Dimarco v. United States of America

Filing 6

ORDER denying 1 PRO SE Motion to Vacate/Set Aside/Correct Sentence (2255); denying 4 Motion to Traverse the Government's Resistance 3 . A certificate of appealability is denied. Signed by Chief Judge Linda R Reade on 3/31/09. (ksy) (Copy to Plaintiff)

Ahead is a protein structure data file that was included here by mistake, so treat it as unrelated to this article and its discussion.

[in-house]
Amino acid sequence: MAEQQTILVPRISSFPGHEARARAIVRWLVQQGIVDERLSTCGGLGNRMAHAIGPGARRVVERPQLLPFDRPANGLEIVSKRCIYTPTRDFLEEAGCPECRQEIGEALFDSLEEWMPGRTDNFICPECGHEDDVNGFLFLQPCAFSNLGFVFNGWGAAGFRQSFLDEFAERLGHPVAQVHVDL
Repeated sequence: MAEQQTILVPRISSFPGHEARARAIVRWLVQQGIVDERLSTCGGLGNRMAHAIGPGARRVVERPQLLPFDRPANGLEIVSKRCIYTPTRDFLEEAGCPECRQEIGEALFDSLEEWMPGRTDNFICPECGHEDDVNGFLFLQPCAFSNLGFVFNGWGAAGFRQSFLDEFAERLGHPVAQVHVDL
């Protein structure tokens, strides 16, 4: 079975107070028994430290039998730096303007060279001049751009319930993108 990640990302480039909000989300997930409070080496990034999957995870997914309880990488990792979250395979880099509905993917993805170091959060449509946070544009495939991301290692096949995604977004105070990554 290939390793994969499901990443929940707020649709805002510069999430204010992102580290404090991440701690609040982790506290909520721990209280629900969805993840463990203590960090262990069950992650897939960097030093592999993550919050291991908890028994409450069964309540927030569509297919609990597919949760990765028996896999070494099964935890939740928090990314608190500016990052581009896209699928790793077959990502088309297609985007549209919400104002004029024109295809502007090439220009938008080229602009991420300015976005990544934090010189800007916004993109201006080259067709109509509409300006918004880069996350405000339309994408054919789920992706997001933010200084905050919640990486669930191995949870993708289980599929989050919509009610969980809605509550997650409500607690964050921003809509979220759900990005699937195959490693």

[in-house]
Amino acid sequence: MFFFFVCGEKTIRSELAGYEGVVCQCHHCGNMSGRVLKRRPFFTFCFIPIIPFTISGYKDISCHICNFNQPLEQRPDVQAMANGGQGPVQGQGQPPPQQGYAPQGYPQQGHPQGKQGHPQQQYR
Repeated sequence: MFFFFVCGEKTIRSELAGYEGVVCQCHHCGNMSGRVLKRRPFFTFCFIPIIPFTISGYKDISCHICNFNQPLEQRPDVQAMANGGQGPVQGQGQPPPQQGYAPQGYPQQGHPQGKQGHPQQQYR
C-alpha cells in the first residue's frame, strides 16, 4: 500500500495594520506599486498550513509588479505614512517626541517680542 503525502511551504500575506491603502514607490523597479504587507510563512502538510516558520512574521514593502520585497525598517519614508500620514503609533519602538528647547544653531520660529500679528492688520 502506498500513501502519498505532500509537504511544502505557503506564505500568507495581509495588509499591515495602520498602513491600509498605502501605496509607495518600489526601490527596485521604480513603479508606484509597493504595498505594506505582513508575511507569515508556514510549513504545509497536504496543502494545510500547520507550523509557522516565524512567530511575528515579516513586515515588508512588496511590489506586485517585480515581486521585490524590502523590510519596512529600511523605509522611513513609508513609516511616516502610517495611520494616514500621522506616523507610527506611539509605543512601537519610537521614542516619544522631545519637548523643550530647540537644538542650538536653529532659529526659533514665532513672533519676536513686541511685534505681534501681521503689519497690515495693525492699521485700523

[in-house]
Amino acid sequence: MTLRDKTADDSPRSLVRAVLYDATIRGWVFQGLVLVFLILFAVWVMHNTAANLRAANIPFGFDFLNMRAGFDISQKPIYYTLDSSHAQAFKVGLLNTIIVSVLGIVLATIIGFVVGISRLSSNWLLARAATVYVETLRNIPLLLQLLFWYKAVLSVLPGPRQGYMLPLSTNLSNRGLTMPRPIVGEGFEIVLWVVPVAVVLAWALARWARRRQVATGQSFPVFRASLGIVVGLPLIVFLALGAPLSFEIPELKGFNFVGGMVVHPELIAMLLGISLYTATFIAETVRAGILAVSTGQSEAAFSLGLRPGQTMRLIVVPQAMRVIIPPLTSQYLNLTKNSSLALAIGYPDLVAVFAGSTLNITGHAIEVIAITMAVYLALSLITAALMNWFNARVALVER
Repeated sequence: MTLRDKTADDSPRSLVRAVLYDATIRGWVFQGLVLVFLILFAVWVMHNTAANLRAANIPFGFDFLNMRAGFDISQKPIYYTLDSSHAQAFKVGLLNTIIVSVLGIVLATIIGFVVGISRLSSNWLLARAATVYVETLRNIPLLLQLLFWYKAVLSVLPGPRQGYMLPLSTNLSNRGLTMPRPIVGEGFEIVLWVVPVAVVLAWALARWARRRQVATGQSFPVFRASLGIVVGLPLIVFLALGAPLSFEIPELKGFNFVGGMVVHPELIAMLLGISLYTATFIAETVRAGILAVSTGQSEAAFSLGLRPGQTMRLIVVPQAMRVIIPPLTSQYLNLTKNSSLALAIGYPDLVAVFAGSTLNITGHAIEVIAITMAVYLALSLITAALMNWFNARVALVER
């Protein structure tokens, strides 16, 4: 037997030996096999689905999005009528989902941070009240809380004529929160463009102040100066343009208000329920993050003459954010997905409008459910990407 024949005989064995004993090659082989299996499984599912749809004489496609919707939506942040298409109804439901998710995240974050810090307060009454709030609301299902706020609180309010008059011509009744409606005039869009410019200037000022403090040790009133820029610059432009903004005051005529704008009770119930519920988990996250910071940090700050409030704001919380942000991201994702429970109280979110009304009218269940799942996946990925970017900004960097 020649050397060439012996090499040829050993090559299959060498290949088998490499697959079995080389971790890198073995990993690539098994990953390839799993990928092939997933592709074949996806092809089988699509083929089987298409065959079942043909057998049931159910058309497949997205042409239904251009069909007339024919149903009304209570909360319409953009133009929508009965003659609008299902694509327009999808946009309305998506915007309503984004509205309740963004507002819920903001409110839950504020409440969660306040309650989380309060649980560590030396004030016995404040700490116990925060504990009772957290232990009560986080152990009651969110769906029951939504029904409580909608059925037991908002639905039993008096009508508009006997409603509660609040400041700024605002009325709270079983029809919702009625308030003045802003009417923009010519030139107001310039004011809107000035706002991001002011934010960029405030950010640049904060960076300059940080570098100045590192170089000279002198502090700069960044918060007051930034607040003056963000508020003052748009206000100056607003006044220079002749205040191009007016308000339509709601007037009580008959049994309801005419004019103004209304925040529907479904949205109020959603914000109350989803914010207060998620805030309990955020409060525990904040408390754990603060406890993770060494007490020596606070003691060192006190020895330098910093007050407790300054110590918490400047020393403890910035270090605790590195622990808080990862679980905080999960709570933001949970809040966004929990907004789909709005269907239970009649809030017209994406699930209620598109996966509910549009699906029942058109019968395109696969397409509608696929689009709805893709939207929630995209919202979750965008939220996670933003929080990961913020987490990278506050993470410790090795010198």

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IN THE UNITED STATES DISTRICT COURT FOR THE NORTHERN DISTRICT OF IOWA CENTRAL DIVISION ALLAN DIMARCO, Plaintiff, vs. UNITED STATES OF AMERICA, Defendant. ____________________________ This matter appears before the court on Allan DiMarco's motion to vacate, set aside or correct sentence pursuant to 28 U.S.C. 2255 (docket no. 1). Allan DiMarco ("the movant") filed his 28 U.S.C. 2255 motion on May 1, 2006. On May 23, 2006, the court directed the government to respond to the movant's claims. On July 17, 2006, the government complied with the court's order by filing a resistance (docket no. 3). On August 21, 2006, the movant filed a motion to traverse the government's resistance, which essentially is a reply (docket no. 4). The court now turns to consider the movant's motion pursuant to 28 U.S.C. 2255. Given the record, the court concludes that an evidentiary hearing is not necessary. See United States v. Oldham, 787 F.2d 454, 457 (8th Cir. 1986) (stating district court is given discretion in determining whether to hold an evidentiary hearing on a motion under 28 U.S.C. 2255). In addition, the court deems it appropriate to deny the movant's 28 U.S.C. 2255 motion for the reasons stated in the government's resistance. The government's brief adequately sets forth the law in the Eighth Circuit as applied to the facts in the movant's case. Specifically, the government correctly concluded that no violation of the movant's constitutional right to effective assistance of counsel occurred, see Strickland v. Washington, 466 U.S. 668, 689-95, 104 S. Ct. 2052, 80 L. Ed. 2d 674 ORDER No. C06-3026-LRR No. CR03-3042-LRR (1984), and the movant's claims are procedurally defaulted, see McNeal v. United States, 249 F.3d 747, 749 (8th Cir. 2001). Moreover, the court thoroughly reviewed the record and finds that the denial of the movant's 28 U.S.C. 2255 motion results in no "miscarriage of justice" and is consistent with the "rudimentary demands of fair procedure." Hill v. United States, 368 U.S. 424, 428, 82 S. Ct. 468, 7 L. Ed. 2d 417 (1962); see also United States v. Apfel, 97 F.3d 1074, 1076 (8th Cir. 1996) ("Relief under 28 U.S.C. 2255 is reserved for transgressions of constitutional rights and for a narrow range of injuries that could not have been raised for the first time on direct appeal and, if uncorrected, would result in a complete miscarriage of justice." (citing Poor Thunder v. United States, 810 F.2d 817, 821 (8th Cir. 1987))). When the movant filed his 28 U.S.C. 2255 motion, he asserted three claims: (1) prior state court civil forfeiture proceedings1 required the court to dismiss the indictment under the doctrine of res judicata; (2) the court wrongfully determined that he qualified as a career offender when it relied on two prior felony drug convictions; and (3) counsel provided ineffective assistance when he failed to assert an argument based on the doctrine of res judicata and did not investigate the two prior felony drug convictions. In light of the government's resistance, the movant clarified that he believed res judicata principles, not the Double Jeopardy Clause, barred his subsequent conviction; he indirectly contends that the Supreme Court's decision with respect to the Double Jeopardy Clause in United States v. Ursery, 518 U.S. 267, 116 S. Ct. 2135, 135 L. Ed. 2d 549 (1996) (holding in rem civil forfeitures are neither punishment nor criminal for purposes of the Double Presumably, the movant is referring to: (1) In re Property Seized for Forfeiture from Dimarco, SPCV060745 (Cerro Gordo County Dist. Ct. 2003); (2) In re Property Seized for Forfeiture from Dimarco, SPCV059315 (Cerro Gordo County Dist. Ct. 2001); and/or (3) In re Property Seized for Forfeiture from Dimarco, SPCV058024 (Cerro Gordo County Dist. Ct. 1999). Iowa state court criminal and civil records may be accessed at the following address: http://www.judicial.state.ia.us/Online_Court_Services/. See Stutzka v. McCarville, 420 F.3d 757, 760 n.2 (8th Cir. 2005) (addressing court's ability to take judicial notice of public records). 2 1 Jeopardy Clause), does not foreclose an alternative argument that his conviction is barred by the doctrine of res judicata. The movant's arguments with respect to the doctrine of res judicata and the career offender determination made during the sentencing hearing are unavailing. And, because the movant's res judicata and career offender arguments are without merit, it necessarily follows that the movant is unable to prevail under Strickland, 466 U.S. at 689-95. Concerning the doctrine of res judicata, the movant basically argues that the State of Iowa's prior litigation of civil forfeiture actions involved proving that he committed the same crimes of which he was convicted, and the government is barred from relitigating in his criminal prosecution the same issues previously decided in the civil litigation. As a preliminary matter, the court notes that the indictment did not contain a forfeiture count. Cf. United States v. Maull, 855 F.2d 514, 516-17 (8th Cir. 1988) (examining relationship between 21 U.S.C. 881 and 21 U.S.C. 853 and rejecting argument that the doctrine of res judicata applied). With regard to the merits of the movant's contention, the court concludes that the doctrine of res judicata does not bar the movant's subsequent criminal convictions because the State of Iowa, not the government, took part in the civil forfeiture actions, and the underlying case, as opposed to the in rem civil actions, is an in personam criminal case. United States v. Brekke, 97 F.3d 1043, 1047 (8th Cir. 1996) (discussing requirements, including that the same cause of action and the same parties or their privies be involved in both cases, that must be met when relying on the doctrine of res judicata); see also Rutherford v. Kessel, No. 08-2264, ___ F.3d ___, ___ (8th Cir. March 30, 2009) (same). Moreover, the contention based on res judicata principles is easily dismissed because "[i]t is well established that the government may have both a civil and a criminal cause of action as a result of a single factual situation." Brekke, 97 F.3d at 1047-48 (collecting cases); see also Morse v. Comm'r, 419 F.3d 829, 834 (8th Cir. 2005) (concluding res judicata inapplicable because a criminal prosecution for filing false income tax returns and a civil tax deficiency action are distinct causes of action); United States v. 3 Cunan, 156 F.3d 110, 114-15 (1st Cir. 1998) (making clear that it is well settled that a criminal prosecution pursued through an indictment is a different and distinct cause of action from a civil claim); United States v. Barnette, 10 F.3d 1553, 1561 (11th Cir. 1994) (rejecting res judicata defense); United States v. Parcels of Real Property with Bldg., etc., 913 F.2d 1, 4 (1st Cir. 1990) (concluding civil forfeiture proceedings are independent of related criminal proceedings). Regarding the court's career offender determination, the government correctly points out that, generally speaking, a defendant may not collaterally attack prior convictions used for sentencing enhancements. See United States v. McElrath, 133 F. App'x 338, 341 (8th Cir. 2005); Moore v. United States, 178 F.3d 994, 997 (8th Cir. 1999). Although there is a limited exception, it does not apply here because the movant never asserted that his prior convictions were obtained in violation of his right to counsel and an assertion of ineffective assistance of counsel is insufficient. See United States v. Sanders, 377 F.3d 845, 848 (8th Cir. 2004); Moore, 178 F.3d at 997. Based on the foregoing, the movant's 28 U.S.C. 2255 motion shall be denied. In a 28 U.S.C. 2255 proceeding before a district judge, the final order is subject to review, on appeal, by the court of appeals for the circuit in which the proceeding is held. See 28 U.S.C. 2253(a). Unless a circuit justice or judge issues a certificate of appealability, an appeal may not be taken to the court of appeals. See 28 U.S.C. 2253(c)(1)(A). A district court possesses the authority to issue certificates of appealability under 28 U.S.C. 2253(c) and Fed. R. App. P. 22(b). See Tiedeman v. Benson, 122 F.3d 518, 522 (8th Cir. 1997). Under 28 U.S.C. 2253(c)(2), a certificate of appealability may issue only if a movant has made a substantial showing of the denial of a constitutional right. See Miller-El v. Cockrell, 537 U.S. 322, 335-36, 123 S. Ct. 1029, 1039, 154 L. Ed. 2d 931 (2003); Garrett v. United States, 211 F.3d 1075, 1076-77 (8th Cir. 2000); Carter v. Hopkins, 151 F.3d 872, 873-74 (8th Cir. 1998); Cox v. Norris, 133 F.3d 565, 569 (8th Cir. 1997); Tiedeman, 122 F.3d at 523. To make such a showing, the issues 4 must be debatable among reasonable jurists, a court could resolve the issues differently, or the issues deserve further proceedings. Cox, 133 F.3d at 569 (citing Flieger v. Delo, 16 F.3d 878, 882-83 (8th Cir. 1994)); see also Miller-El, 537 U.S. at 335-36 (reiterating standard). Courts reject constitutional claims either on the merits or on procedural grounds. "`[W]here a district court has rejected the constitutional claims on the merits, the showing required to satisfy [28 U.S.C.] 2253(c) is straightforward: the [movant] must demonstrate that reasonable jurists would find the district court's assessment of the constitutional claims debatable or wrong.'" Miller-El, 537 U.S. at 338 (quoting Slack v. McDaniel, 529 U.S. 473, 484, 120 S. Ct. 1595, 146 L. Ed. 2d 542 (2000)). When a federal habeas petition is dismissed on procedural grounds without reaching the underlying constitutional claim, "the [movant must show], at least, that jurists of reason would find it debatable whether the petition states a valid claim of the denial of a constitutional right and that jurists of reason would find it debatable whether the district court was correct in its procedural ruling." See Slack, 529 U.S. at 484. Having thoroughly reviewed the record in this case, the court finds that the movant failed to make the requisite "substantial showing" with respect to the claims that he raised in his 28 U.S.C. 2255 motion. See 28 U.S.C. 2253(c)(2); Fed. R. App. P. 22(b). Because he does not present a question of substance for appellate review, there is no reason to grant a certificate of appealability. Accordingly, a certificate of appealability shall be denied. If he desires further review of his 28 U.S.C. 2255 motion, the movant may request issuance of the certificate of appealability by a circuit judge of the Eighth Circuit Court of Appeals in accordance with Tiedeman, 122 F.3d at 520-22. IT IS THEREFORE ORDERED: 1) The movant's 28 U.S.C. 2255 motion is denied. 2) A certificate of appealability is denied. 5 3) The clerk's office is directed to satisfy the movant's motion to traverse the government's resistance. DATED this 31st day of March, 2009. 6